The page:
The part you didn’t see…much

Richard Lund, Father Richard Lund, Paul Richard,
Arguing that “there is a fractal for that” Richard Lund

Back in the “we got to try out something new department…” Jim Fenhagen got me involved with a new project way back in the last century. In fact the last millenium. Somewhere around 1995…

Guy Pepper was the king of the look of NBC news in those days. He was the director of Dateline. It seemed to spill all over prime time in the nineties. Four nights a week for an hour and Guy would wrap it up with those famous words, “Good job, everybody, let’s do it all again on Tuesday.” or whatever night was next for the show. And he was very popular with the brass. He had an over the shoulder look at just about everything on NBC news. Jim Fenhagen was his go to designer, then partnered with Erik Ulfers at Production Design Group. They had their office in the fashion design neighborhood on 27th Street if I remember. Today I will show a little seen element. But first, the news…

Sometimes I get it wrong. I remember that we were making an update to the Meet the Press set in 1995 and 1996. Tim Russert was in the captain’s chair and I had a high respect for his work, shared by many. Never met him in person. But even by osmosis I was proud to work with him.

And I remember that this new project was for the purpose of making a set that would work well in high definition production. And I thought it made some firsts, like the first show regularly broadcast in Hi Def. I blurted this out last year in front of my friend Brandt Daniels. He pointed out to me that the Tonight Show was first to be broadcast in Hi Def and that he remembered that Sony came over and worked with them on the cameras and got it going. And I remember the Hi Def monitor in the control room where we studied the color when we were doing the new translites for the show in the late nineties. So he was right. But what did I remember? I see from wikipedia’s article that the Meet the Press show’s set was the first for Hi Def and that it was only broadcast locally that way. So I stood corrected.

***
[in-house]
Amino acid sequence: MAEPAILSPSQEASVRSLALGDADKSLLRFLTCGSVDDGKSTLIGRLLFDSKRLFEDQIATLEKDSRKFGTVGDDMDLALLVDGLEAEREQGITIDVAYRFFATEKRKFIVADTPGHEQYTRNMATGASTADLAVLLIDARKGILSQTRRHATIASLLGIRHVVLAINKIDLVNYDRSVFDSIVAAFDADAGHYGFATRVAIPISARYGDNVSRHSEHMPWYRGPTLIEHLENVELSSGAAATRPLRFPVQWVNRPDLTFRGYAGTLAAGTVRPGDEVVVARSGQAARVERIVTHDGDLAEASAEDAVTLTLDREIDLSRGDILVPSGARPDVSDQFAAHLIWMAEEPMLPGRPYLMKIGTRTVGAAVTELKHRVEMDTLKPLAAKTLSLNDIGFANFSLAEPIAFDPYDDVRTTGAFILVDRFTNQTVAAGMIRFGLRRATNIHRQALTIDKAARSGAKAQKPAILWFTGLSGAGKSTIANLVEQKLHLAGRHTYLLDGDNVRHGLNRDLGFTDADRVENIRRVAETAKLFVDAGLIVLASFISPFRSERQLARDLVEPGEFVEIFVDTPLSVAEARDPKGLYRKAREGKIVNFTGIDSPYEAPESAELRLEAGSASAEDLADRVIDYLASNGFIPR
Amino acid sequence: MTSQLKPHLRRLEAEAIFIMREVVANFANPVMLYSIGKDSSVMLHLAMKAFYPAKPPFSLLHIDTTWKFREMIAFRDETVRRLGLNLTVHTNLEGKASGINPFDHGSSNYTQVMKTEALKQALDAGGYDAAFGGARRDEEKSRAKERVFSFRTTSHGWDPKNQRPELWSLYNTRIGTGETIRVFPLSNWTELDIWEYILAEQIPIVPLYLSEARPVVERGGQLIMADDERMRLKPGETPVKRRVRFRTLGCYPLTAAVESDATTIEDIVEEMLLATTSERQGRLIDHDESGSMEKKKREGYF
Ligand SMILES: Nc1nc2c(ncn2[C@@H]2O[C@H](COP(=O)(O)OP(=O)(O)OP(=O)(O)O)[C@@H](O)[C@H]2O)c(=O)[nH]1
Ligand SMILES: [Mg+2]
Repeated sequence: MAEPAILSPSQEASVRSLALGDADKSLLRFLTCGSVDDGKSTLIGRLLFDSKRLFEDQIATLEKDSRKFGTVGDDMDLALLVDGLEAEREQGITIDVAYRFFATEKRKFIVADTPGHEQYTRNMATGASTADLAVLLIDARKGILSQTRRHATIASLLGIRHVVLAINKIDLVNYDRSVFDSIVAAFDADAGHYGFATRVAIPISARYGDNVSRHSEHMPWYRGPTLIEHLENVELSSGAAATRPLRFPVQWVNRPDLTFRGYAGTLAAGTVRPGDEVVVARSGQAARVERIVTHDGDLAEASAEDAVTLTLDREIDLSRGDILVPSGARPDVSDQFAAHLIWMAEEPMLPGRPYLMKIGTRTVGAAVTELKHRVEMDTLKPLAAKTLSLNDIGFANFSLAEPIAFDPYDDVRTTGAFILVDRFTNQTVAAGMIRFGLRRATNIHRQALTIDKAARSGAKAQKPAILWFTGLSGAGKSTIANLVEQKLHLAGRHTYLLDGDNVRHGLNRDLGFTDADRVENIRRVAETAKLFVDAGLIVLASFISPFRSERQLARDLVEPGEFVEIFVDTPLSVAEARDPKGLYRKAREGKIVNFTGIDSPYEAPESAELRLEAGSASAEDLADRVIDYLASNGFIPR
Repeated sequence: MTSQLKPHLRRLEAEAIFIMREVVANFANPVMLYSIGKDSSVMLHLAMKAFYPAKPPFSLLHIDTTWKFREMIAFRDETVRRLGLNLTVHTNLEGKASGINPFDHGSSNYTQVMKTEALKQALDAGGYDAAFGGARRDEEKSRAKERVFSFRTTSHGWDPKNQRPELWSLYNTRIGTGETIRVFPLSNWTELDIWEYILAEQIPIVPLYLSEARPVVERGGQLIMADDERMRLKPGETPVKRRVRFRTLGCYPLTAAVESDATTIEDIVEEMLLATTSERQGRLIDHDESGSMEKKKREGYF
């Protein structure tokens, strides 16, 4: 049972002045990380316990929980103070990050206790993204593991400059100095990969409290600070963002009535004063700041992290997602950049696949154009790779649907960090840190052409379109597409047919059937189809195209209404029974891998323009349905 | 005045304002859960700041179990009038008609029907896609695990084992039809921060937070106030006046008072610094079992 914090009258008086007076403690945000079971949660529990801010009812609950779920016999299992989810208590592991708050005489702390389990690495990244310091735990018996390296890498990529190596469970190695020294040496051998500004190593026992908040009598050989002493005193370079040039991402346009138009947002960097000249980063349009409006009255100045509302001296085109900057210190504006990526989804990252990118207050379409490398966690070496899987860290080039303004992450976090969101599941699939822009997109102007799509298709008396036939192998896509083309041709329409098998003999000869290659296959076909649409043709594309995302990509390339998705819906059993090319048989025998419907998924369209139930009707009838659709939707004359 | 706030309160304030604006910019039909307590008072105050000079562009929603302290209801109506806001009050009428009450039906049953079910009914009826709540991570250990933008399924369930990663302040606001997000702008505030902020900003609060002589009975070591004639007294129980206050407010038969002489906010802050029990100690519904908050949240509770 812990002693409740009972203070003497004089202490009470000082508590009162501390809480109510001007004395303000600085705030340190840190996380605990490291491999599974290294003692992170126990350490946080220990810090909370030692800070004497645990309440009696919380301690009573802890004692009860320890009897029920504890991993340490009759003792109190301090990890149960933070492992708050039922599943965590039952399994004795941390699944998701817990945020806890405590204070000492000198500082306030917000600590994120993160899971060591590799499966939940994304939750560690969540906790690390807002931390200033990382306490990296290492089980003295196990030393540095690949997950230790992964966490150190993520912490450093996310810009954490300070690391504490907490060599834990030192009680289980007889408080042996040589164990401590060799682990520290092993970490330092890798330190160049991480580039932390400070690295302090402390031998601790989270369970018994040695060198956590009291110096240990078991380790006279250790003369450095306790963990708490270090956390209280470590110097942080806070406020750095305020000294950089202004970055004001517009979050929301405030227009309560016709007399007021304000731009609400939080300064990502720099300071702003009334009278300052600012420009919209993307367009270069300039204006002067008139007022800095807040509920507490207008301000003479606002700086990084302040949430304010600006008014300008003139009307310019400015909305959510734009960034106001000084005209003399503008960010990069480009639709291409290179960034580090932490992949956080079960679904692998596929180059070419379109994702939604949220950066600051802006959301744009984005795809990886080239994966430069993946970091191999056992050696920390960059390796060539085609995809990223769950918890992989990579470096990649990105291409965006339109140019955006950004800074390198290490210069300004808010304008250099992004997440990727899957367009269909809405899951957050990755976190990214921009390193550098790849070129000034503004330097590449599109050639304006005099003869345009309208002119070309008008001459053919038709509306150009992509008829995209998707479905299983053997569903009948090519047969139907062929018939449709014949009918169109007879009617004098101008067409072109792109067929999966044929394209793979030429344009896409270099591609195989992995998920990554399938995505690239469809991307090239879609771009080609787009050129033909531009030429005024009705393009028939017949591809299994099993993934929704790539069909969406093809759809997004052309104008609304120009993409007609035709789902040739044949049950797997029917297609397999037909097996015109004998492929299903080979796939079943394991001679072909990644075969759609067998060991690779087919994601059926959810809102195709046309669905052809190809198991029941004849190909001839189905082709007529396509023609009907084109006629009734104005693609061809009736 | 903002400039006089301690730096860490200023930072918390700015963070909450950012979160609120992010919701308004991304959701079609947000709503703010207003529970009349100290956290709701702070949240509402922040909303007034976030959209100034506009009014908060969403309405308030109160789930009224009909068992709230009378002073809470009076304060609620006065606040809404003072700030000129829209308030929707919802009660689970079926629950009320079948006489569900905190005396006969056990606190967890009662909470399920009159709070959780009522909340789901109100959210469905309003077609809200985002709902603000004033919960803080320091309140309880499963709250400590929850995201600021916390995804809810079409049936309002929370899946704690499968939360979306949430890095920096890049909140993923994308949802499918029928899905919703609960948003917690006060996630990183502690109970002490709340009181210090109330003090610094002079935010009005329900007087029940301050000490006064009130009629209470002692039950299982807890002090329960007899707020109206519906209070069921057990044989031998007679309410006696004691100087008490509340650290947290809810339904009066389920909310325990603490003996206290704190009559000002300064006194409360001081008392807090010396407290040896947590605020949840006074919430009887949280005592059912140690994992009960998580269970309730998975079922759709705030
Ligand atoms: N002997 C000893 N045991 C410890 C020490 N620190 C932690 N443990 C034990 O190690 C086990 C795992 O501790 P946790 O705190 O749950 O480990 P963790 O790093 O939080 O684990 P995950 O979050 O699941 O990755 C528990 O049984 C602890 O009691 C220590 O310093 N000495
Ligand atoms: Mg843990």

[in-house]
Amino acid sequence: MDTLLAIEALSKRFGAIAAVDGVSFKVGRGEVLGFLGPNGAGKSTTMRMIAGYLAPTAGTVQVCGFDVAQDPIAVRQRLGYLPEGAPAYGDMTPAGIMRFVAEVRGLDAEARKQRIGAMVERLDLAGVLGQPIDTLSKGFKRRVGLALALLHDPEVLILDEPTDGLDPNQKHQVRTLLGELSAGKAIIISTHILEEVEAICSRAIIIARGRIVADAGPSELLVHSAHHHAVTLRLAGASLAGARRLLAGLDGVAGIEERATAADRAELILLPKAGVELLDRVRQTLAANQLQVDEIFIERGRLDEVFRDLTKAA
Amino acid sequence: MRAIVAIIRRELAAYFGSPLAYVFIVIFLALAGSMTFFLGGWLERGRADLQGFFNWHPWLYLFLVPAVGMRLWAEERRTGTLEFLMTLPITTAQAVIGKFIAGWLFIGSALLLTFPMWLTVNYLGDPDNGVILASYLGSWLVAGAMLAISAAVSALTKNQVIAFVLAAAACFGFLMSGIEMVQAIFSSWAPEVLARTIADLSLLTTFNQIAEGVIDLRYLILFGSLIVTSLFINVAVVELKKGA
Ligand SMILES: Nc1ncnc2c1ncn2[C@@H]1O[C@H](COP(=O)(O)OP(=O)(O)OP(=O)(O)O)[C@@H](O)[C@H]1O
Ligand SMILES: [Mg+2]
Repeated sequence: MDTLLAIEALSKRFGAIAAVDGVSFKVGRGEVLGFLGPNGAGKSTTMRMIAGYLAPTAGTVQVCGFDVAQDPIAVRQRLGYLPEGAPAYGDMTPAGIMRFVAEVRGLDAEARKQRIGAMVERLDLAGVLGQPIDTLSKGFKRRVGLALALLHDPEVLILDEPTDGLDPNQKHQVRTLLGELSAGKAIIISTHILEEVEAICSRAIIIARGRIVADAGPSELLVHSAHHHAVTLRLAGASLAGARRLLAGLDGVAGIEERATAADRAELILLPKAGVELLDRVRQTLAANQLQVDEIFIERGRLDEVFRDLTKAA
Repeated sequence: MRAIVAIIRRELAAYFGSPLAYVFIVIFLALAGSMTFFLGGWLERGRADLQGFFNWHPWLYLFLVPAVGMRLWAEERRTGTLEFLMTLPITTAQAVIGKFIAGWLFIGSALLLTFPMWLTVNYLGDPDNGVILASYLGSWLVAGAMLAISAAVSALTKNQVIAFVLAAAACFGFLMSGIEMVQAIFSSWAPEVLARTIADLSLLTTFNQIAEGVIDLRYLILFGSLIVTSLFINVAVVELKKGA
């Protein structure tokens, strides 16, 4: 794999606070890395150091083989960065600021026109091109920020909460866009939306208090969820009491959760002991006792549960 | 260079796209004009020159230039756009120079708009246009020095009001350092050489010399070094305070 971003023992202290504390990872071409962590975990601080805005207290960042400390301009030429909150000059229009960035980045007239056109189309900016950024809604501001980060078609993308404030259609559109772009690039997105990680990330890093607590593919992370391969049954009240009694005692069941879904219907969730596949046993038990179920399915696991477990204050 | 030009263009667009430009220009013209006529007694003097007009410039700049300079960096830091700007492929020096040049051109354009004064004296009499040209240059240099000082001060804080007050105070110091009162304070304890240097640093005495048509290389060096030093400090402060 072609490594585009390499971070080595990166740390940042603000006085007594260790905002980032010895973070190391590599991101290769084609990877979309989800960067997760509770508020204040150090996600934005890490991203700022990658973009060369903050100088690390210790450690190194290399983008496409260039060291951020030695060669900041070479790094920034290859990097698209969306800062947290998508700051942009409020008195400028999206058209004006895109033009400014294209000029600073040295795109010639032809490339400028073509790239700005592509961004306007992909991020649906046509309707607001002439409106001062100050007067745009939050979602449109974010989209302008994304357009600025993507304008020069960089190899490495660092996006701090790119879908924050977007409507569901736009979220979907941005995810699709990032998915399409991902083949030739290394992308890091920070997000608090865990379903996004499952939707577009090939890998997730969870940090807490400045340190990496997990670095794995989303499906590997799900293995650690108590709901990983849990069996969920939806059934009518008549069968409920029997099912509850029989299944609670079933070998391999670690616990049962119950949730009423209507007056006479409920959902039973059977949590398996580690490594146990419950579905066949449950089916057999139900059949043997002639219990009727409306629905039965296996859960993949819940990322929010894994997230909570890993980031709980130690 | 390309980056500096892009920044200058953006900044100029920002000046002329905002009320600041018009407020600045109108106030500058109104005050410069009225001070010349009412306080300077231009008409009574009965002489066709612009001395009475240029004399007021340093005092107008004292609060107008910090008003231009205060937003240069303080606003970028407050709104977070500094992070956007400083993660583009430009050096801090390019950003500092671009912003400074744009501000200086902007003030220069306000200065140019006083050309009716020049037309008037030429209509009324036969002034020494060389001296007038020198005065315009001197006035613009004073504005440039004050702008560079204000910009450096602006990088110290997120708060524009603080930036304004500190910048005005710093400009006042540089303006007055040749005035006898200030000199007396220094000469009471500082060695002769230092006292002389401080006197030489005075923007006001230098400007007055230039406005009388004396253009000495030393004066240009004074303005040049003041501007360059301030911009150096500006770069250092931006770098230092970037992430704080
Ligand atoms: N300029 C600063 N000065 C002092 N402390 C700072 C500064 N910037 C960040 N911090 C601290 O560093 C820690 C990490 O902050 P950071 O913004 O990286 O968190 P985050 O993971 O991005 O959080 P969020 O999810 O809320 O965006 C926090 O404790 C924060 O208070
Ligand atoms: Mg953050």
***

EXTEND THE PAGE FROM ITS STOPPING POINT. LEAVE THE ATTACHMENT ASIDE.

I do remember that Jim had talked about how they had made a new table and that it had to be redone to be better because the cameras saw way too much detail. And I can remember thinking about the news anchors in coming days who would just age out with the wrinkles showing a bit too much gravitas. Not sure about that part.  And I imagined that the pull of television was in what we did not see on the screen and had to use our minds to imagine, locking us into the couch potato position with standard definition stories. I figured that with so much information in the new images, the mind could relax and disengage, causing a fundamental disconnect with the boob tube. None of which actually came to pass, of course. We have progressed from radio to television on greenish round tubes to square tubes to color pictures to flat screens to high def to 3D glasses and sound all around. Just keeps changing and people are still glued. I was wrong again. I guess. And what these new hand held screens on smart phones will do is nobody’s prophecy.

So here is the final world map I made for the Meet the Press wall where they put guest three and four. Lots of dreamy blur, background peacocks, and glowy land with blazes. The picture below this one was a first try from December of 1995. I like the February 1996 one better.

Hidden map of the world on Meet the Press, Richard Lund, NBC Peacocks on map

The final version of the World Map for Meet the Press, made on translite

Early version of Blue and Gold World map for Meet the Press, Richard Lund

Much more boring version. Yuck.

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About Richard Lund

Translite photographer and a reader and a talker.
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